The Friday before last, I decided to finally take action about the mass of not-collards that are happily growing in the garden, and which are really too much for us to eat- even with large amounts of freezing and sharing. What I decided to do was pull out the four plants on the outer edge of the plot. This would leave another four plants, which I figured would still give us more than enough vegetabley goodness from our remaining mystery plants.
Because I was so eager to get started, I didn’t remember to take a “before” photo- though I did photograph “partway through.” I started by cutting off the leaves and bagging them.
Leaves denuded and ready to be pulled up.
As the bags of leaves piled up, I realized that these back four plants were the most luxuriant of the bunch. They’re the southernmost plants in our plot, so are intercepting a lot of low-angle winter sun. This has probably inhibited the growth of the inner plants, as well as the carrots and such in the interior part of this section. They’ve also been acting as a windbreak because of their density, and it would turn out that this was a bad day to remove them…
Imagine three more big paper bags of greens here…
I ended up with six big paper grocery bags full of leaves, plus four or so plastic bags. A huge amount! Luckily some of the volunteers from the campus Wellness Center were there and offered to take some of the bags to the food pantry on campus. Several of the rest of the bags went to friends, and the remainder came home to be blanched and frozen.
Two big bags of greens = four frozen blanched sandwich baggies.
So all seemed well in the garden after Friday’s work. There was definitely a different feel in the plot without the wall of greens at the end.
The blooming misome is now about waist-high.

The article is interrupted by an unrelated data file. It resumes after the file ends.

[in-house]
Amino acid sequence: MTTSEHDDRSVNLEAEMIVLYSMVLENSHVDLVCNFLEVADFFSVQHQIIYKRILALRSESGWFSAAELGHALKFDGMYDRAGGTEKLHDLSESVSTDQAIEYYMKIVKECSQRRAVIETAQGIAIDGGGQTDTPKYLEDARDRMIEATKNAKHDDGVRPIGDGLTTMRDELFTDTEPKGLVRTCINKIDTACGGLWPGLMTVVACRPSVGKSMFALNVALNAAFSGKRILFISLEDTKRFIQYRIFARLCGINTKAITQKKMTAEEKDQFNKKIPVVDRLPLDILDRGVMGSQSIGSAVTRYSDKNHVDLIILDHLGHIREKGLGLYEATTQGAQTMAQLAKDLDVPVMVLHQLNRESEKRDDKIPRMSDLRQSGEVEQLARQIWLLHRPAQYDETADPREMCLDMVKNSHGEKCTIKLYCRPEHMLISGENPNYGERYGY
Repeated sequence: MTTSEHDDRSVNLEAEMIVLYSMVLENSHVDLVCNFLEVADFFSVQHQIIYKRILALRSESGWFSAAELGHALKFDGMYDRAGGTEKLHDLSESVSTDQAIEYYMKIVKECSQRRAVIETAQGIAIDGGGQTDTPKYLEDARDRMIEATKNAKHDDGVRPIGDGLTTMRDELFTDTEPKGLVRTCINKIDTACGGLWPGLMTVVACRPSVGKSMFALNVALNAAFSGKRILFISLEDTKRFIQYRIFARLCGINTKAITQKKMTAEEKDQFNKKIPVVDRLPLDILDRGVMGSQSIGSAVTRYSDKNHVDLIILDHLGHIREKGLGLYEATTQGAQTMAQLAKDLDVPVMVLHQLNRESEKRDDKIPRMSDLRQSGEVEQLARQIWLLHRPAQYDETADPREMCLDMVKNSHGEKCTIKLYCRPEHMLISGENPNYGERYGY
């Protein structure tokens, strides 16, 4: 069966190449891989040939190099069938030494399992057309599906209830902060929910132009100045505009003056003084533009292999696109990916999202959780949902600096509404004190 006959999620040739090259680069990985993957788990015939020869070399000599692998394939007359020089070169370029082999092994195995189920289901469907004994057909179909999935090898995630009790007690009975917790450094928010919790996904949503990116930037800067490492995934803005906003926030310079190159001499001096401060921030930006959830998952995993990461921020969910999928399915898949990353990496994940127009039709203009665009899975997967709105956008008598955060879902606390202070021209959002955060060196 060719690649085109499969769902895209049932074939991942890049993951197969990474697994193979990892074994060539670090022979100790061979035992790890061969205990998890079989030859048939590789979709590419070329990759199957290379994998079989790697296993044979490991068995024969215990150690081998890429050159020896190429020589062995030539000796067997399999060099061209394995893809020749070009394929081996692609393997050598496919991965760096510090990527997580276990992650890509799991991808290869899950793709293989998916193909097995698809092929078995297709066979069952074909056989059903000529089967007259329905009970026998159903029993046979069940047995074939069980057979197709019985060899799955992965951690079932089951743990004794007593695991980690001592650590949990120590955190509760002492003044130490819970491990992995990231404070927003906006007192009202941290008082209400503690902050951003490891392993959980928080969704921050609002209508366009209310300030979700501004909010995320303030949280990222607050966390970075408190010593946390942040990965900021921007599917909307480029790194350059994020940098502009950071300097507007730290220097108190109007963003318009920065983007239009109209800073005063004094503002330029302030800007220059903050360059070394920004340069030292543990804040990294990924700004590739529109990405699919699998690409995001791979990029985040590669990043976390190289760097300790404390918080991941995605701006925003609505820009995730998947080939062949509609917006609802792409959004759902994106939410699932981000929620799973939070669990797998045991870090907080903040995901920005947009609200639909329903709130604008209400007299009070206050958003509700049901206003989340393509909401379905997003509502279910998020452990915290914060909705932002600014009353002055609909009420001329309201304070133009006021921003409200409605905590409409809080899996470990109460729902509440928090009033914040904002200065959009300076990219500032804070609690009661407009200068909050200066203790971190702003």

I noticed that the radicchio was starting to develop the characteristic thick, red, veiny leaves- it’s interesting to watch the dainty green first leaves change like this.
Radicchio at center, with red-leaf lettuce below and radishes op top.
So on Sunday afternoon, we returned from an overnight trip to Tampa, and saw the ominous weather forecast: it would get down to near freezing on both Sunday and Monday nights. We decided to go to the garden and put hay around the fragile seedlings, in hopes of at least protecting them from the wind. This is where the lack of not-collard windbreak came into play. It definitely got down to freezing- or at least close enough to it to kill or damage a bunch of our plants when the windchill factor was added in.
Cold-damaged misome. The white is dead tissue, not sun glinting off the leaves.
On Tuesday, it was a bummer to visit the garden and see the damage- though we had enough cool-weather plants to avoid some of the damage that other gardeners apparently had. Our tomatoes (which had survived the last freeze inside the sheltering not-collards), bell peppers, and the unidentified giant mint-family plant were probably killed. The nasturtium seedlings completely dessicated (with the exception of the lone seedling planted under another plant), and many of the beet and pak choi seedlings died. The misome and lemon verbena had some damage. But many of the plants were actually fine: mint (of course), carrots, dill, cilantro, Italian parsley, turnips, not-collards, fennel, lavender, and most of the radish, lettuce, radicchio, arugula, and misome seedlings.
The bees seemed happy to have at least a few still-flowering plants.
I suppose as far as frost experiences go, this was pretty mild. Part of the issue is that it’s been unseasonably warm in general this winter, so we were lulled into a sense that the frost danger was over. Obviously it wasn’t. It was still a bit sad to see those dead and dying plants (and no doubt worse for the people with large tomato bushes and strong-looking bean seedlings that were hammered).
At any rate, the next thing to do is get some more seedlings started. I actually have some sprouting tomatillos and molokhia (a North African green we’re trying out), but after this experience I want to hold off on planting those out in the elements. So I’ll wait a few weeks to see how the weather is shaping up for those. I’ve also started some new shiso, nasturtium, and beet seeds on our patio. I did take the chance and plant radishes in the ground directly, since those seem pretty hardy.
So this is a bit of a setback- we were especially looking forward to beets- but not a huge one. The frost danger should be over in the next few weeks, and we’ll be able to be more adventurous with the plantings.
Happy fly on misome flowers.